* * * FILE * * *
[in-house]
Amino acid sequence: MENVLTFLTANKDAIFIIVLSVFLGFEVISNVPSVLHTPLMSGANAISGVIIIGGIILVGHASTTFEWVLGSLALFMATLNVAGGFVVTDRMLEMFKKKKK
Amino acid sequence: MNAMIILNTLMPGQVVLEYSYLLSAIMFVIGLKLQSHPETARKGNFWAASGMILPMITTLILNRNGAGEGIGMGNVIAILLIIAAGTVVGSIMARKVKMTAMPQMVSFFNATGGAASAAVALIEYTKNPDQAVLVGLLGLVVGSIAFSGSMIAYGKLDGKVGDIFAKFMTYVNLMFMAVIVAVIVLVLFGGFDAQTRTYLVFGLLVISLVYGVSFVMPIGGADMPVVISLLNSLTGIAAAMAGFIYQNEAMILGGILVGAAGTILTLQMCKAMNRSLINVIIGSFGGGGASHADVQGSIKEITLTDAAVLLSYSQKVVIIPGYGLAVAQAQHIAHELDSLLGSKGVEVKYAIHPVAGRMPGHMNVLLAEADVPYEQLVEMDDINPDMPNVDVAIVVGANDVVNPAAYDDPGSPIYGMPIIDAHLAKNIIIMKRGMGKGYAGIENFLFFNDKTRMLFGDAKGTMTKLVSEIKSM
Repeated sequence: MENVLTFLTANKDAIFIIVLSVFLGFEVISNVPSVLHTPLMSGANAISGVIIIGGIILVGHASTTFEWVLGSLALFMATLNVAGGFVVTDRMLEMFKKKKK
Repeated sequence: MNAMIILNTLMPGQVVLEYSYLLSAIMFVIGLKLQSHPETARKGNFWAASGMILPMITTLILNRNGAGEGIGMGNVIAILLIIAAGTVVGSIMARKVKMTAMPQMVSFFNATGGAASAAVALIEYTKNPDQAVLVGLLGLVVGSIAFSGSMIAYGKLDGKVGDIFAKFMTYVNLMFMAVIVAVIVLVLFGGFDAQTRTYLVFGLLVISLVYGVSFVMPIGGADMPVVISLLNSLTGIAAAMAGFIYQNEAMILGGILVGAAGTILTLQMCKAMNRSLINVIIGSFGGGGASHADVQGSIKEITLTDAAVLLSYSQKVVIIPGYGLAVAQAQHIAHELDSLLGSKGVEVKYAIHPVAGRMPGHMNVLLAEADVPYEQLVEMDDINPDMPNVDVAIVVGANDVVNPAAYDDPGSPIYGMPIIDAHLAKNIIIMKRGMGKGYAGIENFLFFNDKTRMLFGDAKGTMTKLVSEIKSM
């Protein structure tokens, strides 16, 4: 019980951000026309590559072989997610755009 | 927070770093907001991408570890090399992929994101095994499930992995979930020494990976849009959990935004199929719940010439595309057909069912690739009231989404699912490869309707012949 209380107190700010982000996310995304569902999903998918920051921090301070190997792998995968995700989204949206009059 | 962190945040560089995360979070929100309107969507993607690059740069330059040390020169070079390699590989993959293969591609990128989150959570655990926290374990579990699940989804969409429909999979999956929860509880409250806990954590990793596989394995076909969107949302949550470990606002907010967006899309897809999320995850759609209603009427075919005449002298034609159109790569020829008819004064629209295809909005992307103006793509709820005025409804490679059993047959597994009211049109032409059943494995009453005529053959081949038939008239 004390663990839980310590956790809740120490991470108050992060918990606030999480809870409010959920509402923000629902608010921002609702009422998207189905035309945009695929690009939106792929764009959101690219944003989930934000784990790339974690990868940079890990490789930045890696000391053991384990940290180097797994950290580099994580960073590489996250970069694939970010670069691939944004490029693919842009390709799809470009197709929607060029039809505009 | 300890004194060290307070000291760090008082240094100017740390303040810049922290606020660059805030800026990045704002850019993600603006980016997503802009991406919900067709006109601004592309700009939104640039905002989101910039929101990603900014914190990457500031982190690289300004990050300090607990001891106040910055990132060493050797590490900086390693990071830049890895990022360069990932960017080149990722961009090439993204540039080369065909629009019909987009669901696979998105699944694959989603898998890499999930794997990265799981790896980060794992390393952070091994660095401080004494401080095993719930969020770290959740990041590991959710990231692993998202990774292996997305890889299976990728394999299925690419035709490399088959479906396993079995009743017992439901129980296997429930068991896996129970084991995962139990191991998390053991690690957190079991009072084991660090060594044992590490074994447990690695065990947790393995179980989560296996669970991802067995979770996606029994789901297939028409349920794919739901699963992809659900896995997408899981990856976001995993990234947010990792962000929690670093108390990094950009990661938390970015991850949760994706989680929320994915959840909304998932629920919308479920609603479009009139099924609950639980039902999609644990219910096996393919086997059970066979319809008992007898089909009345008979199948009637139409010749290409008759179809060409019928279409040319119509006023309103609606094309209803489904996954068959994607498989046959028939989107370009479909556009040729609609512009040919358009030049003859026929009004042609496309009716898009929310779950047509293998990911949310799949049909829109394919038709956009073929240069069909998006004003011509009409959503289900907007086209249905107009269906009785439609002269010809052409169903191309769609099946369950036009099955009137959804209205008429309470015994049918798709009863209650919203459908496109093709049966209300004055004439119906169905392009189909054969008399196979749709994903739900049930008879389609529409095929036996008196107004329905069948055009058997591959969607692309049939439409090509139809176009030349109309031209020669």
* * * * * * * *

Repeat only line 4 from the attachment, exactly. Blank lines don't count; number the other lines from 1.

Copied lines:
Repeated sequence: MENVLTFLTANKDAIFIIVLSVFLGFEVISNVPSVLHTPLMSGANAISGVIIIGGIILVGHASTTFEWVLGSLALFMATLNVAGGFVVTDRMLEMFKKKKK